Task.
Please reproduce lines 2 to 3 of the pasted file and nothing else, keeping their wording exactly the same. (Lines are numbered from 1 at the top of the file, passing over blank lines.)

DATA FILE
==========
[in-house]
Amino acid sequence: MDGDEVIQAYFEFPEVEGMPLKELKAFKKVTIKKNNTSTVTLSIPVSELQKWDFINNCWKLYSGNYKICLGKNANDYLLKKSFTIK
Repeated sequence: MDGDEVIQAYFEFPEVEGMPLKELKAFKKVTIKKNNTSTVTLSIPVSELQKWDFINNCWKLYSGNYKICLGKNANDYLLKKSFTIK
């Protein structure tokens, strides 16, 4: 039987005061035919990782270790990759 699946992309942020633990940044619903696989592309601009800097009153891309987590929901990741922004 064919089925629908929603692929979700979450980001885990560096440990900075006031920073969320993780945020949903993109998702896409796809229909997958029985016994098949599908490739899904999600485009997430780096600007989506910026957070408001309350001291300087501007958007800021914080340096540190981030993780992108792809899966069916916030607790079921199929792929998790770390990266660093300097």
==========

Amino acid sequence: MDGDEVIQAYFEFPEVEGMPLKELKAFKKVTIKKNNTSTVTLSIPVSELQKWDFINNCWKLYSGNYKICLGKNANDYLLKKSFTIK
Repeated sequence: MDGDEVIQAYFEFPEVEGMPLKELKAFKKVTIKKNNTSTVTLSIPVSELQKWDFINNCWKLYSGNYKICLGKNANDYLLKKSFTIK